I was reading an article this week entitled “Passion takes a teacher from being merely good to great” written by Adrian Furnham for The London Telegraph. In it he argues, “Teachers can, and do, change lives. They can light candles in the darkest mind. They can mold beliefs and behaviors, setting an example to follow. They can determine choice of university and degree course. They can have a direct impact on careers”. He then asks, “So what makes an inspirational teacher? First, there is the enthusiasm, even passion, for their subject. They show the thrill and pleasure of acquiring skills and knowledge in a particular area. And they are able to communicate this. Indeed they cannot hide it. You can’t easily fake passion – or at least not over a sustained period. All great teachers are passionate”.
This idea is alluded to us in this weeks parsha when the Torah drops the letter “yud” in the word Nessiim. This weeks parsha talks about the different items donated for the building of the Mishkan. The Torah lists the “Avnei Shoam and Avnei Miluim” the precious stones that adorned the Eiphod, last. These stones were the most valuable and expensive items donated to the Mishkan, nevertheless, they are mentioned last, as insignificant, because of how they got there.
The commentaries explain that the Nessim, who brought them, had declared that they will provide anything that was needed that the Bnei Yisroel didn’t bring. The Torah tells us that the Bnei Yisroel’s response to provide material for the Mishkon was overwhelming and the only thing that remained missing were the Anei Shoam and Avnei Miluim. While the Nesiim’s intentions was justifiable and one could argue even noble, they were still called to task for it.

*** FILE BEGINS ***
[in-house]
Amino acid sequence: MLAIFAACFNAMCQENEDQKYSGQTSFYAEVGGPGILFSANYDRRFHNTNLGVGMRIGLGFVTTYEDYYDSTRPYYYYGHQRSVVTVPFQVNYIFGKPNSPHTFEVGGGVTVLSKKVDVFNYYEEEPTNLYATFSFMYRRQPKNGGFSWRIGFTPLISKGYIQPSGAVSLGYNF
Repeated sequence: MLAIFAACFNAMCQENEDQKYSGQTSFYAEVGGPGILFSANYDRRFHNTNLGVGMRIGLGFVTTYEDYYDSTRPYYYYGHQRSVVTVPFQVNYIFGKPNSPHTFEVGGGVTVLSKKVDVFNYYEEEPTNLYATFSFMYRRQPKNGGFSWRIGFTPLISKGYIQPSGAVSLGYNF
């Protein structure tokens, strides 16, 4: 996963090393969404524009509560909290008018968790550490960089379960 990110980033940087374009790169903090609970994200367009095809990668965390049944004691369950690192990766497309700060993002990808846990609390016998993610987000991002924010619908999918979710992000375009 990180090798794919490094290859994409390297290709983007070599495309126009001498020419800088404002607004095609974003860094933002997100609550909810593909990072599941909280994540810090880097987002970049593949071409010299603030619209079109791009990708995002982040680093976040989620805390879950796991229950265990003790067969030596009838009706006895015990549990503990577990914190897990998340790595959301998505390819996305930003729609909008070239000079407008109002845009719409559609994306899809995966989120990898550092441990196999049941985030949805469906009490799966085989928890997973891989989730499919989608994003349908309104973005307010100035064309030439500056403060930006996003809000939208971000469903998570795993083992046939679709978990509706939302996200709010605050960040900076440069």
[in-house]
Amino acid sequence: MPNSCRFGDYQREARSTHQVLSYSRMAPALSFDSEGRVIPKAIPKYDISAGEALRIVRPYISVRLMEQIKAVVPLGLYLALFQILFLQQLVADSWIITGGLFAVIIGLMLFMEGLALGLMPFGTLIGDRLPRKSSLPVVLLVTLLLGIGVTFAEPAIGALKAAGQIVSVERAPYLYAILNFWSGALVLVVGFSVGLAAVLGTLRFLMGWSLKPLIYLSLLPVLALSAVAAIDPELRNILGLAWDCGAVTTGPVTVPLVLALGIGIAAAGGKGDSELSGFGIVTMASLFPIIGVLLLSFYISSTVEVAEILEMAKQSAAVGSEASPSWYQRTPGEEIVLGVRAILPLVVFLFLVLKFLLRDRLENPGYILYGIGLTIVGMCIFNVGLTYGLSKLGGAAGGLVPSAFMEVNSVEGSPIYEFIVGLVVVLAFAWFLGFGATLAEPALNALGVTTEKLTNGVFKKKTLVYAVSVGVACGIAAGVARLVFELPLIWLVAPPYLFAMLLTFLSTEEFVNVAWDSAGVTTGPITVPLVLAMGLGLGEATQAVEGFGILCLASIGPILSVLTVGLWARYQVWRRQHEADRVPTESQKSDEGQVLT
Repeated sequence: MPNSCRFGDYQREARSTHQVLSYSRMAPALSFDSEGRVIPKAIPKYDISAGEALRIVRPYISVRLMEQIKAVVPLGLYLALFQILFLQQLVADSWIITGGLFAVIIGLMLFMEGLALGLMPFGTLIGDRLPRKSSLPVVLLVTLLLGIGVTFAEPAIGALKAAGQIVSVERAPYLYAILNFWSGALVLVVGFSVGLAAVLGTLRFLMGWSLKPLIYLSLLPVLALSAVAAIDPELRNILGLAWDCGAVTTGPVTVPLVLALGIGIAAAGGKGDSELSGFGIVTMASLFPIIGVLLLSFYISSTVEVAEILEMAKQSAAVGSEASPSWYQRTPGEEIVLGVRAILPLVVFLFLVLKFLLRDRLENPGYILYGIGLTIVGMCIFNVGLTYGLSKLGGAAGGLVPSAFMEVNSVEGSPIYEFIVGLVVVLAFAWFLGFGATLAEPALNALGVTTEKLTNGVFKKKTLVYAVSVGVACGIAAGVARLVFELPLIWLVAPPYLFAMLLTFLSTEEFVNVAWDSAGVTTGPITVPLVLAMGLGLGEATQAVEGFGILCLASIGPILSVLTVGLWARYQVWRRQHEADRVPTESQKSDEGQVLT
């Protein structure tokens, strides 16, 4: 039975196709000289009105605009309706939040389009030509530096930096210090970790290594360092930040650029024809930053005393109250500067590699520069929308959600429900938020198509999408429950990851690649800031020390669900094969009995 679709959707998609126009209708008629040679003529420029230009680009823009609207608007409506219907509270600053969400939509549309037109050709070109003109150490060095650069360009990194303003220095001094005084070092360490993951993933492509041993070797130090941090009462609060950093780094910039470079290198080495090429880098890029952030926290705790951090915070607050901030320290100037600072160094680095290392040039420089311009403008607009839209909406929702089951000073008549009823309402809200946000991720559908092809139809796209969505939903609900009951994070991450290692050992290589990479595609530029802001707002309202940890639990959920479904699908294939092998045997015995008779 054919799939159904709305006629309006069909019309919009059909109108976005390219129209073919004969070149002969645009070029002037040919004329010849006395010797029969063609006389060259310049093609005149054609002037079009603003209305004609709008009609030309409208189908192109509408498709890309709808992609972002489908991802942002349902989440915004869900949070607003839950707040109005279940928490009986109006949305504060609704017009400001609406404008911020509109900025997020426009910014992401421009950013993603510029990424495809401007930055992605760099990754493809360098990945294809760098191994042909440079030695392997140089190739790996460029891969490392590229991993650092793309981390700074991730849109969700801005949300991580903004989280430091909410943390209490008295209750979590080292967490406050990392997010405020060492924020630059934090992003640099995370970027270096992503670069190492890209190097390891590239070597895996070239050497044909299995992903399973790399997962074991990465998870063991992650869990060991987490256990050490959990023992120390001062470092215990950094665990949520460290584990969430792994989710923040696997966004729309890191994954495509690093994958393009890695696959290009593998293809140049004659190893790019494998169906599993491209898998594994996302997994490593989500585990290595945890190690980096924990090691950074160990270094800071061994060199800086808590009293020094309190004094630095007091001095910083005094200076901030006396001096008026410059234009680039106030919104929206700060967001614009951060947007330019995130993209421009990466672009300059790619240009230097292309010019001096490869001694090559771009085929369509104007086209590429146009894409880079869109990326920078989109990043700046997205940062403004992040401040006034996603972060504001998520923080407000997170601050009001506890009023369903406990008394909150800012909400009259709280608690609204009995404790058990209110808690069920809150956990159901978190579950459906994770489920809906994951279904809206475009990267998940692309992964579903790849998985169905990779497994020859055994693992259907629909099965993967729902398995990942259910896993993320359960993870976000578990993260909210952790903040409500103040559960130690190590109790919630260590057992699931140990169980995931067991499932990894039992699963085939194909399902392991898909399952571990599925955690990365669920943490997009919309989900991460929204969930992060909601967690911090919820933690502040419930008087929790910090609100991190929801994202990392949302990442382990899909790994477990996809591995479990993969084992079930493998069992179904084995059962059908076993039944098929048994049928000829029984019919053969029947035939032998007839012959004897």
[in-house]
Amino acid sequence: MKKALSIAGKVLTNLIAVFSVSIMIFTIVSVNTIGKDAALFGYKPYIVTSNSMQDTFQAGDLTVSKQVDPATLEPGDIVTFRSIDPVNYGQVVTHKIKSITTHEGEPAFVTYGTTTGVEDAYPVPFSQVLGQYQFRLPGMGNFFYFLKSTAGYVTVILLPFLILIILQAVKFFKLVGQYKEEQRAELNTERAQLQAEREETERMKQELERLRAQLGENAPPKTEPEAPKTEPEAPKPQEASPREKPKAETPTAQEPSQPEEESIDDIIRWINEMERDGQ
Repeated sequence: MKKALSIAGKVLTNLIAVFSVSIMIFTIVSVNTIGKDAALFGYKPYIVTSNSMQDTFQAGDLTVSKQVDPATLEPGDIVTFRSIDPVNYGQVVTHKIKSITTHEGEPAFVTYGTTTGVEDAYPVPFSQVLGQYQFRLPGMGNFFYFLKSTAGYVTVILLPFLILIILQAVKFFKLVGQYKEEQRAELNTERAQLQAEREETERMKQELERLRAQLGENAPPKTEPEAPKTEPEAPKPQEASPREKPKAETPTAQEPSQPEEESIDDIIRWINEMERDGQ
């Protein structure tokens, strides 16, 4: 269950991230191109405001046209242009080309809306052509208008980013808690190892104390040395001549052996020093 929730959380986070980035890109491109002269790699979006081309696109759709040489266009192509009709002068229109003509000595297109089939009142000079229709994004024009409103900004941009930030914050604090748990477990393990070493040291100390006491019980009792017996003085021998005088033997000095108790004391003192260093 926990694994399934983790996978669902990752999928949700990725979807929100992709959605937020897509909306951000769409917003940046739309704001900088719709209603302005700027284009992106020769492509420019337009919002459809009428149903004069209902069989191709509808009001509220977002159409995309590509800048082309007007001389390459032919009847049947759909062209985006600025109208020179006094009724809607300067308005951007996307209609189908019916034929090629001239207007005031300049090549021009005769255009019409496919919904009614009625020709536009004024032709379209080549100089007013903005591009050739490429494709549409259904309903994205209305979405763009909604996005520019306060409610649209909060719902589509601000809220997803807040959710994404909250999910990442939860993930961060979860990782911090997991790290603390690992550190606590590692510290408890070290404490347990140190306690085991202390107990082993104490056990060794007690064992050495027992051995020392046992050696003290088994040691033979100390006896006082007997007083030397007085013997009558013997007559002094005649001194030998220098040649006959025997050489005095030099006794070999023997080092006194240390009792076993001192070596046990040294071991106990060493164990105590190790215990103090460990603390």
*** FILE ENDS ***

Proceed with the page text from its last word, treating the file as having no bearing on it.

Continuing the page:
Rashi tells us that the flaw in their reasoning was it demonstrated a lack of enthusiasm and passion to have a part in the building of the Mishkan. Rashi commenting on the missing Vav in their name says, that since they were lazy (we will discuss “lazy” in a future blog) the Torah dropped a letter from the word Nesiim. R’ Chaim Shmulevitz explains that the laziness they displayed stemmed from a lack of altruism which stemmed from them not valuing the cause. R’ Chaim says if the Nessim would have been passionate about giving to the Mishkan, then even though they had a good reason for holding back their gift (So they can give whatever was missing) they would have not been able to, they would not have been able to sit idly and wait until after the Bnei Yisroel had finished giving their donations. The Nesiim as leaders failed their people by not modeling and promoting a passion for Torah and Mitzvos and as a result their gift was relegated to the bottom of the list.
Mr. Furnham at the end of his article highlights something we as parents can take away. He asks “And why are inspirational teachers the way they are? Intelligence, knowledge, a variety of skills or all of the above. But most say they became teachers or lecturers because they themselves had an inspirational teacher. So it’s not genetic… but it certainly is passed on”. This is what we as parents can pass on to our children – we have to become passionate about living a life as a Torah Jew and with Hashem’s help we will then be able to pass that on to our children.
If you want your children to do something that is not so natural for them to do you need to show them how to do it? The most effective way to show them is for you to become passionate about it. Find areas that you can become passionate about and display that enthusiasm. It is contagious. Lets take Teffilah an area that is extremely difficult for most teenagers – if we as parents show some passion for it can spread it to our children. Look for a part of davening that talks to you, that is meaningful to you and talk about it, let it spill out of your mouth as if you can’t control your excitement about it- If we can do that, our children will be able to too.